Original post on Kathy Pooler’s website: A Memoir Writer’s Journey.
Do you have the courage to bring forth this work? The treasures that are hidden inside you are hoping you will say yes. – Jack Gilbert
Stretching my body to the morning, my eyes, they start to focus. The corners of my mouth curve up when I realize the seconds that linger today are allowed. Minutes pass. My smile becomes a sigh; I turn over, breathe in the quiet space, and celebrate by drifting off again.
Weekends are good to me. They don’t judge when I sleep past 10:00, never require hair and make-up, and the dress code is always casual. Being single and without children, these days are my own, allowing simple pleasures that I cherish. A fresh mug of coffee. A cozy bed. The safety in my solitude. They breathe a tender silence, allowing my mind to dream – and dream, it does – once I am fully awake.
After turning on my laptop (and my brain is finally up), I’m quickly reminded that dreams take work, and that writing this memoir is kind of a pain in the ass. I can hear you now, “why bother writing one, if you’re just going to bitch about it?” If I were the brilliant, literary genius-type, I’d throw you a clever reply. But let’s be real. I’m a drug addict, ex-stripper, recovering narcissist writer, wrapped in a riddle of self-deprecation and vanity. I’m a hot mess who’s been through some shit – from abuse to overdosing. I bother because I’m compelled. And the deeper I plow, the more crystallized my reason: I’m giving purpose to my past, through words I long to say, about a time I can’t forget.
If you told me twenty years ago, I’d be writing a memoir in my 40s, I’d have shot vodka out of my nose, unsuccessfully trying to reign in the laughter. There’s no way I’ll make it to 40. Then I’d read through my journals, crumpled-up cocktail napkins and anything else I scribbled on (in my inebriated, drugged-out state), and agree that if I was still around, I’d want to write about how the hell I possibly could be.
I never thought I’d live this long.
When I wasn’t a total asshole in public, acting very much the entitled rock star, I’d lock myself up for days, snorting blow, drinking wine, staring at my unplugged phone, wondering why no one cared enough to find me. But that’s the nature of addiction – depression disguised as bravery – isolation, a result of wanting to escape.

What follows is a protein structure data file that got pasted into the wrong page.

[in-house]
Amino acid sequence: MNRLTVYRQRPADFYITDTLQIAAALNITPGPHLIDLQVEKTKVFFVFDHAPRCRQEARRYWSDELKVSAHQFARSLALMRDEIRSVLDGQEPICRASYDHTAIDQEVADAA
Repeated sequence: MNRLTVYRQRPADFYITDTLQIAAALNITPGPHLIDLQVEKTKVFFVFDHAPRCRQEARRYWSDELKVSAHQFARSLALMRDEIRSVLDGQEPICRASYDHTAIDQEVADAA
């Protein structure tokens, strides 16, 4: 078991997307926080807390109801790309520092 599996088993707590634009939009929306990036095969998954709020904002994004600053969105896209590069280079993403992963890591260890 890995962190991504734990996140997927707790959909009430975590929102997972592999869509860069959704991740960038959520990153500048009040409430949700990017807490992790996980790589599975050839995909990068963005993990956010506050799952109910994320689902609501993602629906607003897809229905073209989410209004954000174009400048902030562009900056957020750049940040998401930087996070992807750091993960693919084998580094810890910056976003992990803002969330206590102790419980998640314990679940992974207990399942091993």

You’d think writing a story about yourself, for any writer would be easy. I mean, it’s your story. What’s the problem? This reminds me of a quote by Nathaniel Hawthorne: “Easy reading is damn hard writing.” Just because it’s our story, doesn’t make it easy to tell. Writing a memoir is therapy, and therapy is fucking hard. It’s about owning our bullshit, connecting the dysfunctional dots, and surrendering to the fact that working through our issues is going to take some time. But the only way out is through, so we roll up our sleeves, brave the murky waters, and go in.
After two years of self-promoting in the social media trifecta (blogging, tweeting, Facebooking), I’m realizing that in many ways, I’m just getting started. Sure, there’s meat to my manuscript, but my words are still finding their way, marinating in possibility and structure. And don’t get me started on trimming the fat (the things you read, with a fresh pair of eyes, the morning after an all-night typing bender).
The joys of revising aside, it’s the emotional process of writing my story that’s surprising me the most. Each paragraph unveils more than I ever imagined, illuminating shadows I’ve hidden behind for years.
Re-living moments like waking up with a stranger and wondering where I parked the car are a bit daunting. Also, I’m realizing that cocky, coked-up stripper isn’t the superstar I thought she was. But I keep writing, because with each click of my keyboard, the domino pieces fall – clearing a path of truth, making sense of my past, so that I may forge ahead.
After blowing the lid off my shame (the Internet is good that way), the connections I’ve made are amazing. I’ve received emails (from both men and women with similar stories of abuse, addiction, sex work), thanking me for giving them a voice. There have been interviews, I’m so honored to be a part of, like when I met with LA Talk Radio’s Sophie Venable (MYLF Talk: Make Your Life Fabulous), and talk-show host/author Kirsty Spraggon, an Australian transplant, who’s making a name for herself in the states. Every question I answer is a mirror and a window; helping me to see myself clearly, while allowing the truth to seep in.
I started writing this book, with nothing more than a desire to share some wild memories, which even I can’t believe are true. But as each chapter starts to breathe (and thanks to some kick ass friends – you know who you are), I’m realizing there’s so much more to my story than stilettos and stripper poles.
So begins another weekend, my freshly brewed coffee, and big dreams by my side.
Everybody has a story. And when it’s finally ready, I can’t wait to tell you mine.